Intelligence Agencies are necessary tools to protect the national interest and support the political decision-maker’s activities as well as those of the whole country. Metaphorically, we could affirm that the current role of the Intelligence Services is, essentially, to provide our country with the useful coordinates to set the ship on a course and steer it safely through the thousand dangers of a trip across increasingly often troubled waters, where the instruments on board the ship are not able to predict the dramatic unexpected turns in the weather. Therefore, highly sophisticated instruments and a qualified crew are needed to bring the ship into the harbor.
Indeed, today the fast dissemination of information in the globalized world is a crucial factor that the Intelligence Services have to take into consideration. The continuous development of technologies linked with intelligence collection activities require constant refining the analysts and operatives’ tools. However, technology will not lead to any results if not matched with a “human” element of appropriate level. Thus, the importance of the human factor, of HUMINT, which remains an essential tool. Therefore, it is our duty to well use the different resources: TECHINT, SIGINT, and HUMINT so as to better exploit the potentials of the system components.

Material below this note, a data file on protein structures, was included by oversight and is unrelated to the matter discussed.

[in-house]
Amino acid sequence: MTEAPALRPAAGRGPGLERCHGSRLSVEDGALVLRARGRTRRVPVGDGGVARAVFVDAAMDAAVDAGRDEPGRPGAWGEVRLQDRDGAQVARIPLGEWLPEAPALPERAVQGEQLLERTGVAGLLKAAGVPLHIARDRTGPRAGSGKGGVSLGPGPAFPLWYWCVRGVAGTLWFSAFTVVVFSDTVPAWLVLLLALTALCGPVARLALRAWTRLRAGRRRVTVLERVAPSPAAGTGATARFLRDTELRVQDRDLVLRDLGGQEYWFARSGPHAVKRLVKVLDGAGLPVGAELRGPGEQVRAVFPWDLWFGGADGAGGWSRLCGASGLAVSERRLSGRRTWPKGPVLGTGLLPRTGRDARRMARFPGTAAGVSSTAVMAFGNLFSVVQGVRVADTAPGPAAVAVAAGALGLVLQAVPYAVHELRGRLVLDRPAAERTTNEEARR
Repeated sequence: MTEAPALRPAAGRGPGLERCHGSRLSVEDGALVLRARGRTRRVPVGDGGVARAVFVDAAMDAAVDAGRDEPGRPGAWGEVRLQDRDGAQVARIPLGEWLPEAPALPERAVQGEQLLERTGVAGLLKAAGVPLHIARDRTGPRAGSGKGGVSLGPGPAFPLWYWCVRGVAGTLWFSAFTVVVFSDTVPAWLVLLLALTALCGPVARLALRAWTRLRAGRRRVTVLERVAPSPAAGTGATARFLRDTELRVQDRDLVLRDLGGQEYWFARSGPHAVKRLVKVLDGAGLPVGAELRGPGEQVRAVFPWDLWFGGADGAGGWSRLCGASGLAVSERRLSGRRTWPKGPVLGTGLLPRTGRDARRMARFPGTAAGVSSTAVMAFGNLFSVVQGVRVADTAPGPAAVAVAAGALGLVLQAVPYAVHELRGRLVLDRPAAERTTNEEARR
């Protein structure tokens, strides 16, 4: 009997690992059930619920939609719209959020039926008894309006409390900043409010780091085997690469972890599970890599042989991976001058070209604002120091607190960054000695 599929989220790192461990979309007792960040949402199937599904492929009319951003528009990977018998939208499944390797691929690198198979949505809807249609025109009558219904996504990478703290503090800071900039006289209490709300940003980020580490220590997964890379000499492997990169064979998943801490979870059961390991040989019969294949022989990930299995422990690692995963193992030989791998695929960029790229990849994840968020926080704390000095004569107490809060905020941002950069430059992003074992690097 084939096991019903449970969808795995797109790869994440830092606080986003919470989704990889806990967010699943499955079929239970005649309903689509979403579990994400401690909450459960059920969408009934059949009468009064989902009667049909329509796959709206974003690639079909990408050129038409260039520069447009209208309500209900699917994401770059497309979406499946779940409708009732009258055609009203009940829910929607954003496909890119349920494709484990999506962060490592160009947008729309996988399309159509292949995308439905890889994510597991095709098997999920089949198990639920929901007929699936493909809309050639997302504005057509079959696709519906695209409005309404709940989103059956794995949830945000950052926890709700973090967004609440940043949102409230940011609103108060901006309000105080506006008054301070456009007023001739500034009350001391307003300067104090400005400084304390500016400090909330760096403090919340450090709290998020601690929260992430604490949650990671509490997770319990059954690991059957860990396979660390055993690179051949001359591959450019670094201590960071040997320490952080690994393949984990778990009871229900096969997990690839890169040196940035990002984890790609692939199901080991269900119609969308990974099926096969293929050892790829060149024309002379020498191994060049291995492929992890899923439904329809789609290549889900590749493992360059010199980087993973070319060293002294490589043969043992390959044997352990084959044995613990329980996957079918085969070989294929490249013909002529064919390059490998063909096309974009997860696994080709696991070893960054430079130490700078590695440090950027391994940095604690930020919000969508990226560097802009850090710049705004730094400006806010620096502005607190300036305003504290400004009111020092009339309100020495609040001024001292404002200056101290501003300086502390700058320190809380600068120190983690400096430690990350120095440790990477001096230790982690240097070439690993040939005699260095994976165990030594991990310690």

The value of the “transparency” of the Intelligence Services’ activity: security culture and communication, the United Nations Building and the protection of its employees
Confidentiality is Intelligence Services’ main feature. Operations are confidential by their own nature and to protect the officers and operatives involved, who sometimes risk their lives in highly dangerous contexts. On the contrary, the Intelligence System greatly benefits from enhancing and clarifying its role. Therefore, we must not let the confidentiality of our work cast a shadow on the system itself which serves the Institutions, the citizens and our country.